Shabbat (Saturday) Mornings


9:30 AM

Men's Shacharit Prayer


10:00 AM

Torah Service

Congregation Beth Simcha 

Messianic Synagogue

of Lufkin, Texas

All visitors are welcome.

The Nature of Messiah

Messiah Yeshua, or Jesus as our Christian brothers and sisters call him, is God. Most people who have their faith in Messiah Yeshua call him the Son of God. Yet, aren't we all sons (or daughters) of God? The answer is yes. We are His creation and made in His image: sons and daughters. Yeshua called himself the Son of Man. Now THAT makes a huge difference. However, that is not the topic here. Messiah is God: make no mistake about it.

The best place to begin explaining is really two places: Genesis 1 and Yochanan (John) 1.

Genesis 1:1 is commonly translated into English as, "In the beginning, God created the heavens and the earth." But often, when a translation is made from one language to another, difficulties arise. This is the case when translating Hebrew to English (or Greek, or Russian, etc...). Hebrew is a verb based language, one in which action, doing things instead of focusing on a state of being, is primary. So, when it seems that a passage in the English Bible is difficult to make sense of, it's because something doesn't translate very well. There are some words in Hebrew that have no English equivalent. A case in point comes from the flood account.

Genesis 7:13

13 In the selfsame day (selfsame day?) entered Noah, and Shem, and Ham, and Japheth, the sons of Noah, and Noah's wife, and the three wives of his sons with them, into the ark;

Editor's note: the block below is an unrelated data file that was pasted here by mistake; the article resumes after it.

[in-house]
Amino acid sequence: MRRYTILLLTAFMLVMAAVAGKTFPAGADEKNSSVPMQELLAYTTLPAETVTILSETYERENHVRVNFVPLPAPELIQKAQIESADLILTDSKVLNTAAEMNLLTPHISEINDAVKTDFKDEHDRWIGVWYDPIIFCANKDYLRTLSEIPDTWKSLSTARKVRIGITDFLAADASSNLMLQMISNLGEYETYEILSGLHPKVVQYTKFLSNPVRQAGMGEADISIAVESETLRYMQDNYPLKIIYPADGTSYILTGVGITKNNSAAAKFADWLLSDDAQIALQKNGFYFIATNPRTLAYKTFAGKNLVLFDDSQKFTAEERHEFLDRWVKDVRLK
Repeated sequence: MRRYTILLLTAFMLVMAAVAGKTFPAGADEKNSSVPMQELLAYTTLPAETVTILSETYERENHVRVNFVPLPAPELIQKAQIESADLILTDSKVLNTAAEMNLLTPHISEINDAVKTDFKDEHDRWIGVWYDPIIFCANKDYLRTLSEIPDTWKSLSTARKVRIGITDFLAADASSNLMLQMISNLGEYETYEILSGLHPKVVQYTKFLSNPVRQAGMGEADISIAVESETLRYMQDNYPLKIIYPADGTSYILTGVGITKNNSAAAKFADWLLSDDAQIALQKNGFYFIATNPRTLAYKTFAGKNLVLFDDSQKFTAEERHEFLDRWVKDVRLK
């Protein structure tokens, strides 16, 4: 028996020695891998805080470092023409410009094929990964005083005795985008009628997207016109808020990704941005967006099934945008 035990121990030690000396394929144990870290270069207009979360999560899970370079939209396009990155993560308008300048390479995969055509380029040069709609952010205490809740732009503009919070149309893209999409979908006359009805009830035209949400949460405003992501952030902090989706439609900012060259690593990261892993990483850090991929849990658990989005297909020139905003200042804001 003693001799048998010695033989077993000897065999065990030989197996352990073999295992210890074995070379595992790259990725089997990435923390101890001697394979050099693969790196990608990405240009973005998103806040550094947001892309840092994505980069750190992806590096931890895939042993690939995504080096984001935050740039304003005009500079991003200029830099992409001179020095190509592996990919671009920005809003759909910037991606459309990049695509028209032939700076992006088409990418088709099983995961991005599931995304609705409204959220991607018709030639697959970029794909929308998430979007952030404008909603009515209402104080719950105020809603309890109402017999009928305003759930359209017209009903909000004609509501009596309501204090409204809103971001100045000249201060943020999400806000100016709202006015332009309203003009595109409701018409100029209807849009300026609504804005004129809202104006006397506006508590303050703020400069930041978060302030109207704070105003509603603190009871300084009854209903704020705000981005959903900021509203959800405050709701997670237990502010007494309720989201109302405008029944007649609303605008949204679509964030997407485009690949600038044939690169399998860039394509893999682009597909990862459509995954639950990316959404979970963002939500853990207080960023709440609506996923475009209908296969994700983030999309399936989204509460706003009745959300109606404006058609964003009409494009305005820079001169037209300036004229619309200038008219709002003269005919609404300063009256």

Back to Genesis 1:1: the Hebrew reads as follows:  בְּרֵאשִׁ֖ית בָּרָ֣א אֱלֹהִ֑ים אֵ֥ת הַשָּׁמַ֖יִם וְאֵ֥ת הָאָֽרֶץ     In the beginning of God's creation of the heavens and the earth...

Saying it this way demonstrates God's existence before the creation instead of leaving open the idea that God had a beginning. Infinite has no beginning or end. And being that God is infinite, it means that all creation had no "room" to exist. Before creation there was nothing but God. Infinite. God had to make space for creation. And so, He reduced Himself. This is what the sages of Israel and great rabbis call "tzim-tzum". While this may seem impossible, consider a few instances of God's appearing.

Adam and Eve in the Garden were in the presence of God. Moses encountered God in the burning bush. Israel encountered God at Mount Sinai. And there are more. Why would God have to reduce Himself to appear to humanity? Because the creation is finite. The fullness of God into time and space would obliterate creation. As Solomon said, all creation can't contain Him. Thus there is the reduction of God, a portion of Himself that can inhabit what He created. 

The Jewish New Covenant

Yochanan (John) 1 describes the same.

In the beginning was the Word, and the Word was with God, and the Word was God. He was with God in the beginning. 3 All things came to be through him, and without him nothing made had being.

There are two words for "word" in Hebrew. They are "devar" and "milah". The Aramaic language, the common language spoken during biblical days in Israel, is closely related to Hebrew. They are both Semitic languages, and are verb based and not noun based, like English is. So the thought process expresses itself differently. And this brings up some difficulties for English speakers.